Shortly after Y2K, Geico Auto Insurance found themselves at the forefront of the insurance industry. They’d secured backing from Warren Buffett’s Berkshire Hathaway a few years prior, and even more recently, they’d secured their five millionth policyholder. Of course, they wanted more, and expanding their service to online seemed like a reasonable next step. But how could consumers – many of whom were born prior to Time naming the computer Man of the Year in 1982 – be convinced to put in some of their most valuable information into a website? Let’s hear The Martin Agency’s creative director Steve Bassett explain:
“It started with a real simple creative brief… …You’ve heard the advertising formula ‘so easy a blank could do it’ [or] ‘so easy a kid could do it’ [or] ‘so easy a monkey could do it’… how can we position this and not offend anybody? One of the guys [on the creative team] said, ‘How about cavemen? They’re no longer around, we won’t get any letters on that!’”
The Geico cavemen commercials, produced by The Martin Agency’s creative team, were wildly successful. Toeing the thin line between memorable and innocuous (the bestowing onto us of 3 Doors Down notwithstanding), they drove home the simplicity of Geico’s website at the expense (or lack thereof) of a demographic that, by definition, no longer exists, leaving no one to offend. In 2007, the same year Geico surpassed 8 million policyholders, a set of commercials aired hours before Super Bowl XLI on CBS featuring one of the cavemen verbally sparring with former New York Giants quarterback Phil Simms on a golf course. Simultaneously, Geico released Caveman’s Crib.com, an interactive website that allows visitors to poke around one of the caveman’s surprisingly well-decorated apartments in an attempt to both satisfy and further stoke the tongue-in-cheek fan theories surrounding the story behind the characters from the ad campaign. (The website is now defunct and www.cavemanscrib.com redirects to Geico’s main site). Joe Lawson, the primary creator of the cavemen characters, found himself in the middle of a cultural phenomenon.
The following month, ABC put in a pilot order for a season of 13 half-hour episodes based on the commercial series, with Lawson as head writer and co-executive producer. He gave an interview with Esquire shortly thereafter, explaining:
“The cavemen on a very subtle level are reflecting and commenting on something that’s going on in culture, yes. The ad campaign acknowledges the world we live in, and ours is a politically correct country. People seem to feel victimized in some way no matter who they are, and that’s reflected in the ad.”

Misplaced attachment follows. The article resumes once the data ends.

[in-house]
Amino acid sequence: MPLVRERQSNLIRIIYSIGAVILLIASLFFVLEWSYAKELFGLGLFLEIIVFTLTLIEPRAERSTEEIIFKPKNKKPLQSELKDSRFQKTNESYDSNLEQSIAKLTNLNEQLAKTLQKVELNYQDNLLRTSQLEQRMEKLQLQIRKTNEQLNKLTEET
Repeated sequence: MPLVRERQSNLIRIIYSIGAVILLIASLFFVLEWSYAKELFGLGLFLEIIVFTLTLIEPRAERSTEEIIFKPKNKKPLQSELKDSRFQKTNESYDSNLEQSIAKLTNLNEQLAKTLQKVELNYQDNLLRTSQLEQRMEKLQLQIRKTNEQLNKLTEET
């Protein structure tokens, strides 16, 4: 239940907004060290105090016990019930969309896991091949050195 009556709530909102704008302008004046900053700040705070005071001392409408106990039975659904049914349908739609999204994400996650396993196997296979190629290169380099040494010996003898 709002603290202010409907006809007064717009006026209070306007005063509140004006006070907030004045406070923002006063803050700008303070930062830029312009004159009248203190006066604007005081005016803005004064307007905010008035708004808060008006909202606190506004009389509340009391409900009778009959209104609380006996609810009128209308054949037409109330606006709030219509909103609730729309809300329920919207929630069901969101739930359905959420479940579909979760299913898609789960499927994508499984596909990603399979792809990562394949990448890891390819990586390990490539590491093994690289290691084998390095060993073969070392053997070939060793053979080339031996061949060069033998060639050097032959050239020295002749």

Just a few months after Barack Obama ushered in an era calling for the re-examination of perceptions of race in modern society with his presidential candidacy announcement, Cavemen’s first pilot was rejected for being too racist. The episode, never having aired on ABC (but available in its entirety on YouTube), revolves around protagonist and working-caveman Joel’s concern over receiving his (human) partner’s father’s blessing to have her hand in marriage largely due to his lower-class status as a caveman. While he plans on confronting his potential father-in-law about the issue at a country club barbecue her family will be hosting, his roommates also share concerns about how receptive they’ll be. Nick, the perpetual Ph.D student who is always just busy enough not having a job to avoid working on his dissertation, argues that despite the human race’s insistence that systematic discrimination against cavemen is over following “750,000 years of oppression,” the basic-cable Flintstones episodes and societal refusal to condemn usage of “yabba dabba doo” imply otherwise. (However, they’re careful to clarify that it’s okay for cavemen to use the word “cro-magger,” but no other species is afforded that privilege.) Regardless, Joel presses on, and is disappointed to learn that the only other cavemen at the barbecue work at the omelet station and the tennis courts. Imagine a ham-fisted Get Out.
Thankfully, Lawson and co. were privy enough to reexamine the show’s purpose. Original roommate Jamie – who is implied in the unaired pilot to be the lovable but hapless dunce of the three cavemen protagonists – is replaced by the much more emotional Andy, a move likely intended to draw more attention to the stark contrast between the cavemen’s emotional depth and their tough-guy perception in popular culture. This was, after all, the reason the original ad campaign was so successful. The juxtaposition of a culture historically seen as brawny and, well, primitive, who in reality not only resides in a posh apartment and orders the roast duck with mango salsa but also embodies the social awareness to actively combat microaggressions (even in their own workplace) makes for amusing 30-second advertisements. However, despite some final recalibrations (including moving the setting from Atlanta to San Diego for good measure), the concept continued to flounder in a half-hour sitcom format, and the next few episodes revealed the driving force behind the show’s woes to be the writing itself.